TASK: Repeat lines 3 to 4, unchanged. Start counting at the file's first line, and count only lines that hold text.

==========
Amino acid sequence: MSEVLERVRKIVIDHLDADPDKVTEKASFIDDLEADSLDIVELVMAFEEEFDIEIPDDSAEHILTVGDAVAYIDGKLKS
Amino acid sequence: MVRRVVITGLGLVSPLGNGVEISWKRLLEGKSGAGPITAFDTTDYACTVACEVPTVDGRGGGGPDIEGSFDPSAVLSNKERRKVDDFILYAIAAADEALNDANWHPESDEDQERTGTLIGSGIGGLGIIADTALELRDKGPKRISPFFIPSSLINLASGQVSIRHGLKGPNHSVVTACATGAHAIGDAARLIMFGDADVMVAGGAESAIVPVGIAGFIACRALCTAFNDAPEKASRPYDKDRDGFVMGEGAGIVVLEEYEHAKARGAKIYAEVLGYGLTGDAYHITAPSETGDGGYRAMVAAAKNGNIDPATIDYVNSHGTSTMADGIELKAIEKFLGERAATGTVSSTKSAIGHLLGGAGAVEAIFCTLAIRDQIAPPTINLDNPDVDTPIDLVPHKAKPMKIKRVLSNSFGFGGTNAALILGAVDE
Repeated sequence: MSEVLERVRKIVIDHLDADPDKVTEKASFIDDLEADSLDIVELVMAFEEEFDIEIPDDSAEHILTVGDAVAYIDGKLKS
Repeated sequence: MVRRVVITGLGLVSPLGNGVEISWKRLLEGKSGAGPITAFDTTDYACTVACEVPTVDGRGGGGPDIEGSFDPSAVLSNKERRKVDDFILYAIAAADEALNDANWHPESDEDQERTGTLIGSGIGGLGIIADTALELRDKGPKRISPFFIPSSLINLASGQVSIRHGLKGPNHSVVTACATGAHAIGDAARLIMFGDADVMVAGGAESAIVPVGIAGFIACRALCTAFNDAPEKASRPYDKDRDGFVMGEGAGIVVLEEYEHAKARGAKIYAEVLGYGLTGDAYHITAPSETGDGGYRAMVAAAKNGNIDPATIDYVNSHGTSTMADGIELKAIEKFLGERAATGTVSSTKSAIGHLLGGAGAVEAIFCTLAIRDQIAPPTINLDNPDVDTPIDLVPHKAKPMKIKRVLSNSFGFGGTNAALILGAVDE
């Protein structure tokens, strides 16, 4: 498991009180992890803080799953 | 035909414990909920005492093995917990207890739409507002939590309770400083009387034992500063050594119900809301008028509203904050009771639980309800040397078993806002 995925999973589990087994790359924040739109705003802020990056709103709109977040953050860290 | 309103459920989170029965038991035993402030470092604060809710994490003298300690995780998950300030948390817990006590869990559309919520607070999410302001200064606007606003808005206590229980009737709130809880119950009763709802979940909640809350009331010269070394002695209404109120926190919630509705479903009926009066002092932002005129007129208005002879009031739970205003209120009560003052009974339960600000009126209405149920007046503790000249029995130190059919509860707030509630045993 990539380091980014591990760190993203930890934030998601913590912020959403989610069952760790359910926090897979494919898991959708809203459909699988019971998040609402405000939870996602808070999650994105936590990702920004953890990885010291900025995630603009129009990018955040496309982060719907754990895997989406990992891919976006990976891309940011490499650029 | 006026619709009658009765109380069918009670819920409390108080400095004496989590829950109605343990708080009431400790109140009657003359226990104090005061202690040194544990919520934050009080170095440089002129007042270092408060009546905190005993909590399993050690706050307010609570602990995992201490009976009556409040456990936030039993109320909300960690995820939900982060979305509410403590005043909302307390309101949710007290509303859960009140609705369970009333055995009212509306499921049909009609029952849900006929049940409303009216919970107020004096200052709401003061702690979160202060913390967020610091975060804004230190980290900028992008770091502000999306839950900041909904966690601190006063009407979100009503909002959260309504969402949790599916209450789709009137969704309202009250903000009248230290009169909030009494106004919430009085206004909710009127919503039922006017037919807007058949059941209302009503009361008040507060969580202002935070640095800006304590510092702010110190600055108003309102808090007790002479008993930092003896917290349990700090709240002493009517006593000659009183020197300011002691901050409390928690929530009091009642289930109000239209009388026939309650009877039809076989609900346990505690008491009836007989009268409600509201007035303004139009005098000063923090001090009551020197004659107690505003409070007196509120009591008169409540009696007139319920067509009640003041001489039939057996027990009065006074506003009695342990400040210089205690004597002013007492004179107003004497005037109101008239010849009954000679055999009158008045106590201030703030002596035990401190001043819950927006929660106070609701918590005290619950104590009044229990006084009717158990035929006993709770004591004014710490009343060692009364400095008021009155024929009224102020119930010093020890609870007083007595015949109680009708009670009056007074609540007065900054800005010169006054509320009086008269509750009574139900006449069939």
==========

Repeated sequence: MSEVLERVRKIVIDHLDADPDKVTEKASFIDDLEADSLDIVELVMAFEEEFDIEIPDDSAEHILTVGDAVAYIDGKLKS
Repeated sequence: MVRRVVITGLGLVSPLGNGVEISWKRLLEGKSGAGPITAFDTTDYACTVACEVPTVDGRGGGGPDIEGSFDPSAVLSNKERRKVDDFILYAIAAADEALNDANWHPESDEDQERTGTLIGSGIGGLGIIADTALELRDKGPKRISPFFIPSSLINLASGQVSIRHGLKGPNHSVVTACATGAHAIGDAARLIMFGDADVMVAGGAESAIVPVGIAGFIACRALCTAFNDAPEKASRPYDKDRDGFVMGEGAGIVVLEEYEHAKARGAKIYAEVLGYGLTGDAYHITAPSETGDGGYRAMVAAAKNGNIDPATIDYVNSHGTSTMADGIELKAIEKFLGERAATGTVSSTKSAIGHLLGGAGAVEAIFCTLAIRDQIAPPTINLDNPDVDTPIDLVPHKAKPMKIKRVLSNSFGFGGTNAALILGAVDE